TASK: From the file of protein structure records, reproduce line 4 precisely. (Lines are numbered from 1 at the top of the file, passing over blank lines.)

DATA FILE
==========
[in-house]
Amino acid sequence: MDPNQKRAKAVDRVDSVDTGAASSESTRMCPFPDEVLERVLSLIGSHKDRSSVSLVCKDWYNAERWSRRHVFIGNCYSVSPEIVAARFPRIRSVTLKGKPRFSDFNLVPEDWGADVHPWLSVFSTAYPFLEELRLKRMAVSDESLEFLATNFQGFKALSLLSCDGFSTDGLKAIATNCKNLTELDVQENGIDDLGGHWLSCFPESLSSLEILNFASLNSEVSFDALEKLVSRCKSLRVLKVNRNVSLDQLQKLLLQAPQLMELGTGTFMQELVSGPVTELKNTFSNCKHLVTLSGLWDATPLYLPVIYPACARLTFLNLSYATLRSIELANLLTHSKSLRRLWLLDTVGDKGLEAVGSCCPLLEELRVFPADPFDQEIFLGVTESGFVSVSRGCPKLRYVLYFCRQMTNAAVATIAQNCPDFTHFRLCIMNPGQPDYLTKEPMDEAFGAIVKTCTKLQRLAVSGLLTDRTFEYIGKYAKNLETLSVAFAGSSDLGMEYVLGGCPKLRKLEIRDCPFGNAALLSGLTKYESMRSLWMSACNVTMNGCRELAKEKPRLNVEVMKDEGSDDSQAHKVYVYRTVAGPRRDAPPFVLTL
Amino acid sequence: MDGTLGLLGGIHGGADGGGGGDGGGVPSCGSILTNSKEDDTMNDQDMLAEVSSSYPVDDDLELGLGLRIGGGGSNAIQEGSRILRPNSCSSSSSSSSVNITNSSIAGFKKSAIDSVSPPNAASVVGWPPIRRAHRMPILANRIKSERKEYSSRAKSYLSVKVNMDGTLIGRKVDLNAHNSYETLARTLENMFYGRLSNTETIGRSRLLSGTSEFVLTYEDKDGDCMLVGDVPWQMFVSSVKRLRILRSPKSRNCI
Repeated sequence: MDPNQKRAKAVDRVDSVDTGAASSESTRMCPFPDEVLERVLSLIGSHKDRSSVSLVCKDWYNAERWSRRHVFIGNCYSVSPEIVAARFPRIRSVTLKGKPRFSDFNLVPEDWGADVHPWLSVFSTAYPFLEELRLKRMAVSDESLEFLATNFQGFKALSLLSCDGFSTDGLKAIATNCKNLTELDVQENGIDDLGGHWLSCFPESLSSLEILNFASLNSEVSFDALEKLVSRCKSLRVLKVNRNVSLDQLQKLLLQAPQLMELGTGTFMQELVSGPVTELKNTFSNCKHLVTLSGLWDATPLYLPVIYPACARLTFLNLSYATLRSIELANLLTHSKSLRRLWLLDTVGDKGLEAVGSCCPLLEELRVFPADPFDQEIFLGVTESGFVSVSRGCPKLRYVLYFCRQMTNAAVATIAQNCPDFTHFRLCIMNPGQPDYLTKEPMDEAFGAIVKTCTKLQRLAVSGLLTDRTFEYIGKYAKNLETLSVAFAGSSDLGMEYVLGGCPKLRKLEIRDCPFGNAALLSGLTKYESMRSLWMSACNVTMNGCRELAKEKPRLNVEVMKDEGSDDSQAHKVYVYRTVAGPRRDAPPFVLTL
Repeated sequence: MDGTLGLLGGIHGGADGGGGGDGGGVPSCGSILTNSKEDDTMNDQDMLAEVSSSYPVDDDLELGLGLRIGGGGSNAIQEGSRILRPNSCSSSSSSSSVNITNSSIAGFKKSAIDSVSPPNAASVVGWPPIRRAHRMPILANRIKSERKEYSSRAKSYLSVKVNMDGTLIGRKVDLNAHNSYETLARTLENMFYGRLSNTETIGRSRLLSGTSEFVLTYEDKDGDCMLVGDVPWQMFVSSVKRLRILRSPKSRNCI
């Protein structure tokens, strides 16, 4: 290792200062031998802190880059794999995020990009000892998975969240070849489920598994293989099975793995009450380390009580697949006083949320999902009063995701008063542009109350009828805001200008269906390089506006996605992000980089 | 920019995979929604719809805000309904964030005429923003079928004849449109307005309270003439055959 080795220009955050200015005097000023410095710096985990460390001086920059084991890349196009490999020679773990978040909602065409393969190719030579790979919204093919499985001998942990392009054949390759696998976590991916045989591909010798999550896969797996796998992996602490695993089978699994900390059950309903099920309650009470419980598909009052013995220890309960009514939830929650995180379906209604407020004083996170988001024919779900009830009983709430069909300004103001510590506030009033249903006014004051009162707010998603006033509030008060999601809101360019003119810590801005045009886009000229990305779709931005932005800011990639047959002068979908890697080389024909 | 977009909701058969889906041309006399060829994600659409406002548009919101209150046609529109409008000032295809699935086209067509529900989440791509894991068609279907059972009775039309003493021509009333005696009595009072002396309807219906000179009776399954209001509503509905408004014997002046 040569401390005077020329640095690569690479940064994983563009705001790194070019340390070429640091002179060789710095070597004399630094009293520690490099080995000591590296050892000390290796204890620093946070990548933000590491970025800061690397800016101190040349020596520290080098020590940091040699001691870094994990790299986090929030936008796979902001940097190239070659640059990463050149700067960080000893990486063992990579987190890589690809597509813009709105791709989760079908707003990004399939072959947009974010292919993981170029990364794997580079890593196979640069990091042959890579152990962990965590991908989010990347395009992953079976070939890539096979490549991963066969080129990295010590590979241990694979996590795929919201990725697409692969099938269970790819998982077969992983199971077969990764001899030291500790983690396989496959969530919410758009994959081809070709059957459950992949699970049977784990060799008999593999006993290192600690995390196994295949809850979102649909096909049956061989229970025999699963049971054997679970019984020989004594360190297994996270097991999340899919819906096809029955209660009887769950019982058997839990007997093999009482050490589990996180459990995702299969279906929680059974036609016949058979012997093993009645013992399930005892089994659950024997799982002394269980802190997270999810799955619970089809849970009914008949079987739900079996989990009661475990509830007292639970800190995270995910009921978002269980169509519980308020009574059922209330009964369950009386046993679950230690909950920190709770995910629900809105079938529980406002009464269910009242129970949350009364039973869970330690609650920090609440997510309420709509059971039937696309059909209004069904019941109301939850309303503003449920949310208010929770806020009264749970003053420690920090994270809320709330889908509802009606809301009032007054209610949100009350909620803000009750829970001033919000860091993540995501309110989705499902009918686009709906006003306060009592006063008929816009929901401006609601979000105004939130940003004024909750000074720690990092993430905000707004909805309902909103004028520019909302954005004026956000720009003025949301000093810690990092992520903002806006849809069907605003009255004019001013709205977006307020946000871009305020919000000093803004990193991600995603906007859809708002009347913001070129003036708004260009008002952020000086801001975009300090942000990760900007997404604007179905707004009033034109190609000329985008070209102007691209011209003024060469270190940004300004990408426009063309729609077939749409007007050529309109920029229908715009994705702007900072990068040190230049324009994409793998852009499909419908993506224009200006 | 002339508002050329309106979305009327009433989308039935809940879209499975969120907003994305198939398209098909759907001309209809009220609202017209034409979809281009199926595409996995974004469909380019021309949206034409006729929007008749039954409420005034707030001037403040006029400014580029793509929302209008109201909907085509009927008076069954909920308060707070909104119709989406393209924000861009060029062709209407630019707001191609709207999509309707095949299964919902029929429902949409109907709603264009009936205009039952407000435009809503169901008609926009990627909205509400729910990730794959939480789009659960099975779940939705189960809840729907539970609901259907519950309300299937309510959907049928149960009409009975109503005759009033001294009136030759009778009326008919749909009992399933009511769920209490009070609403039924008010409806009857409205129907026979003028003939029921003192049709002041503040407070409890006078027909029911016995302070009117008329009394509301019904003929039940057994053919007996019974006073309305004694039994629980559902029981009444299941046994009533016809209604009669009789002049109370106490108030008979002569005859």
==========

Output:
Repeated sequence: MDPNQKRAKAVDRVDSVDTGAASSESTRMCPFPDEVLERVLSLIGSHKDRSSVSLVCKDWYNAERWSRRHVFIGNCYSVSPEIVAARFPRIRSVTLKGKPRFSDFNLVPEDWGADVHPWLSVFSTAYPFLEELRLKRMAVSDESLEFLATNFQGFKALSLLSCDGFSTDGLKAIATNCKNLTELDVQENGIDDLGGHWLSCFPESLSSLEILNFASLNSEVSFDALEKLVSRCKSLRVLKVNRNVSLDQLQKLLLQAPQLMELGTGTFMQELVSGPVTELKNTFSNCKHLVTLSGLWDATPLYLPVIYPACARLTFLNLSYATLRSIELANLLTHSKSLRRLWLLDTVGDKGLEAVGSCCPLLEELRVFPADPFDQEIFLGVTESGFVSVSRGCPKLRYVLYFCRQMTNAAVATIAQNCPDFTHFRLCIMNPGQPDYLTKEPMDEAFGAIVKTCTKLQRLAVSGLLTDRTFEYIGKYAKNLETLSVAFAGSSDLGMEYVLGGCPKLRKLEIRDCPFGNAALLSGLTKYESMRSLWMSACNVTMNGCRELAKEKPRLNVEVMKDEGSDDSQAHKVYVYRTVAGPRRDAPPFVLTL